- An online gathering of Asian American women and allies aiming to tackle anti-Asian hate that was organized by the National Asian Pacific American Women’s Forum and included actress Olivia Munn was interrupted by a racist Zoombombing.
- Munn said the Zoombomber “momentarily disrupted” the gathering but didn’t stop the group’s conversation.
- “Cheap tactics like these won't stop our quest for equality, equity and to stop Asian hate,” Munn wrote.
An online gathering of Asian American women and allies, including actress Olivia Munn, aimed to tackle anti-Asian hate but was interrupted by racist Zoombombing.
The “Newsroom” and “X-Men: Apocalypse” star posted on Instagram that she and a group of Asian American women were hosting a virtual Lunar New Year event on Monday about “how to stop anti-Asian hate” when the gathering was “targeted by a zoom bombing of horrific, violent, racially charged images and audio.”
The gathering was shut down after the Zoombomber shared vulgar images and anti-Asian hate speech, but the discussion resumed 15 minutes later with attendees rejoining the conversation, a National Asian Pacific American Women’s Forum spokesperson told NextShark.
NAPAWF’s executive director Sung Yeon Choimorrow, Priscilla Tsai of Cocokind and Amy Liu of Tower 28 Beauty, as well as the Asian American Girl Club and more than 100 AAPI creators, were all present for the event.
View this post on Instagram
“We were communing to celebrate, elevate and protect the AAPI community and we were subjected to a hate crime in real time,” Munn continued to say. “It was a cowardly and unconscionable act.”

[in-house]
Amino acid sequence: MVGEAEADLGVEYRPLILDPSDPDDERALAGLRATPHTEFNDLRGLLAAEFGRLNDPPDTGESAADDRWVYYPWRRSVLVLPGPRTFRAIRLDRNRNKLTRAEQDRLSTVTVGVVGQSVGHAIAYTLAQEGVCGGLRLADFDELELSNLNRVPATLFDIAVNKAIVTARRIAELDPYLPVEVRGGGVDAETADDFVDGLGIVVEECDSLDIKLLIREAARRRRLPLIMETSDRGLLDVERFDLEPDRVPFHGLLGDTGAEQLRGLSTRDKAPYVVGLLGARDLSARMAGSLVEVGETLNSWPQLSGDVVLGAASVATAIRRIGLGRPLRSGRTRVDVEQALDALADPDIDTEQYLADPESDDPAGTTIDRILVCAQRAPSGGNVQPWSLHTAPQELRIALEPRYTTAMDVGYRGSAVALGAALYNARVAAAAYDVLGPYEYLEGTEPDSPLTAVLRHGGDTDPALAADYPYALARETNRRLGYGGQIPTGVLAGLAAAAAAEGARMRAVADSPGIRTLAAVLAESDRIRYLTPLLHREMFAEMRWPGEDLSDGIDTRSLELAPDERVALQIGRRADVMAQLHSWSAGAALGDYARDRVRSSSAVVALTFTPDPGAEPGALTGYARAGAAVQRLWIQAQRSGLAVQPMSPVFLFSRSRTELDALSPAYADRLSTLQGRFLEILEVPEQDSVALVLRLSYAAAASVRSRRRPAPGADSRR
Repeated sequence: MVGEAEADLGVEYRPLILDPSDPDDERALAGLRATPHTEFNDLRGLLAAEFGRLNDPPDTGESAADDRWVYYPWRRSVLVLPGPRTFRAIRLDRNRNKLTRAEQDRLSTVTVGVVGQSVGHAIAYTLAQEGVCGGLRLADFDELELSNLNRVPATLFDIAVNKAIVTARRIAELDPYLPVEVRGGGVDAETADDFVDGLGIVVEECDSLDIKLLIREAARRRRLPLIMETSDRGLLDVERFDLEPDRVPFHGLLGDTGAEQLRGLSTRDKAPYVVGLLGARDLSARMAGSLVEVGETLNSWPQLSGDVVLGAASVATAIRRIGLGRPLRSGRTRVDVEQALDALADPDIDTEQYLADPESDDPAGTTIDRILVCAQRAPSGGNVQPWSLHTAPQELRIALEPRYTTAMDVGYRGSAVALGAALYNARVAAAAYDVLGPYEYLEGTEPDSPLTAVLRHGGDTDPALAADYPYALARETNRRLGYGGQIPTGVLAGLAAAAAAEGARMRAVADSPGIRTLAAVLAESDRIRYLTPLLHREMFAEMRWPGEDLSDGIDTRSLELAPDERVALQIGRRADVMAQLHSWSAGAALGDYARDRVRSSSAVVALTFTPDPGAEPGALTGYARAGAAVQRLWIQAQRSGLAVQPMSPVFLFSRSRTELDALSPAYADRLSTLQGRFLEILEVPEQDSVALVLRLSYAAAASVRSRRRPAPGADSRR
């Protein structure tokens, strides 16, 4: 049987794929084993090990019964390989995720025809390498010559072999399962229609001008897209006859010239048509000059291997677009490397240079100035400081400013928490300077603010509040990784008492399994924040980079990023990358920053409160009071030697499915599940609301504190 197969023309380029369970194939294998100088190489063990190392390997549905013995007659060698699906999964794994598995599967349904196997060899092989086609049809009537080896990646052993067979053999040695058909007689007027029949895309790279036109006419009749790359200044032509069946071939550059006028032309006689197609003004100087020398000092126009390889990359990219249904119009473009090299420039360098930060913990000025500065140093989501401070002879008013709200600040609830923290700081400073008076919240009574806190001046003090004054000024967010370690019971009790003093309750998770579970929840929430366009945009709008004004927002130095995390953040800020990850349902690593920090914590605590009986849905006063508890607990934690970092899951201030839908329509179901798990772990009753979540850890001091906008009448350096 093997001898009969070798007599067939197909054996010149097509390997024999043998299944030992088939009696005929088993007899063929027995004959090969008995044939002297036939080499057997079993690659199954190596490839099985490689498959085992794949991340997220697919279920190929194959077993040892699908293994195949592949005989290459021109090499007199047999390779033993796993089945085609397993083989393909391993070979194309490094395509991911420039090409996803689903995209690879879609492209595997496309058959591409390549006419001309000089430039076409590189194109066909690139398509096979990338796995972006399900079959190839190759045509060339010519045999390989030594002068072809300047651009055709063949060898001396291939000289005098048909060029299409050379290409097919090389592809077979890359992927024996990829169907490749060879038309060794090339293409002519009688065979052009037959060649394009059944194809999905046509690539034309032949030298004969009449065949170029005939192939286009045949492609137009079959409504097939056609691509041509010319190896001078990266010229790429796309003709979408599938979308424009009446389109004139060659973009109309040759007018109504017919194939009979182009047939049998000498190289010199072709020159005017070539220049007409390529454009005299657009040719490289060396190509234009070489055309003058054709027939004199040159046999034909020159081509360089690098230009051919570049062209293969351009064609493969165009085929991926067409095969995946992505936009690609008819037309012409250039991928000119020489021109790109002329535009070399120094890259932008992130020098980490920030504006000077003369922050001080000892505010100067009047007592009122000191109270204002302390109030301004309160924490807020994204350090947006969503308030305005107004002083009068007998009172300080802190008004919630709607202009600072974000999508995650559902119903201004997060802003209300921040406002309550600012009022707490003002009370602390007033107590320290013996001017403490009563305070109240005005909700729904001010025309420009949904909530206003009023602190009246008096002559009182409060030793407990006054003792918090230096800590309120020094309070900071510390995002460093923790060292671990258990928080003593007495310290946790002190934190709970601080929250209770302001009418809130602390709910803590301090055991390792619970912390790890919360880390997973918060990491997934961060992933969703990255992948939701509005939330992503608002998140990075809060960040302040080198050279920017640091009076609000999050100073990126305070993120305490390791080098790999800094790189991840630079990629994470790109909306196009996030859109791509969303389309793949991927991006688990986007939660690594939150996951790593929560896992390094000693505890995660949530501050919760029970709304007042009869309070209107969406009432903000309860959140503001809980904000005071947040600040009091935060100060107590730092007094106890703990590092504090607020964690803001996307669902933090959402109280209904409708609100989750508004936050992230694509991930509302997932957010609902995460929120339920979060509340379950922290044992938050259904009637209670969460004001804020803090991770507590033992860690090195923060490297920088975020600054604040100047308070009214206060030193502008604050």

She said the Zoombomber “momentarily disrupted” the gathering, but that it didn’t stop the group’s conversation.
Choimorrow said she is not surprised that communities discussing racism and misogyny would be targeted by Zoombombing.
“Even in a space created by us and for us, the very things we were talking about happened while we talked about it,” she added. “There is so much work that still needs to be done and unfortunately it often falls on the back of women of color. But we will not let the hate directed at us deter us from building our collective power as AAPI women.”
Tsai, who was also the organizer of the virtual gathering, explained that there needs to be more spaces for AAPIs.
“The only way I know how to get through it and process what happened is through community,” she said. “We are all AAPI leaders and this is the perfect example of us needing to make space for each other. And for us to really make a pledge that we are not going to be silent. We’re not going to let something like this happen to us and retreat.”
Liu expressed the same sentiments about the importance of advocating for each other and different communities.
“We came together with such great intentions and ended up becoming victims of hate. But we will fight back and we will hold space again,” she said.
“Cheap tactics like these won’t stop our quest for equality, equity and to stop Asian hate,” Munn wrote in her post, calling the act “cowardly and unconscionable.”
She told event attendees in an Instagram story, “We are so sorry to have gone through this traumatic experience together. We are here for you, as you are here for us.”
Munn further shared ways on how to help fight anti-Asian hate, including donating to NAPAWF and supporting small Asian-owned businesses.
Munn has been vocal about the rise in anti-Asian hate crimes across the country brought about, most often than not, because of the COVID-19 pandemic.
View this post on Instagram
“These hate crimes have spiked since Covid and continue to increase even though we ask for help, even though we ask our fellow Americans to be out raged for us, even though we ask for more mainstream media coverage,” the actress said in a previous Instagram post.
“To simply exist as a minority in this country is seen as a protest to some,” Munn continued. “We need help amplifying the outrage. We need help to feel safe in our country. We need help to be safe in our country.”
Featured Image via @oliviamunn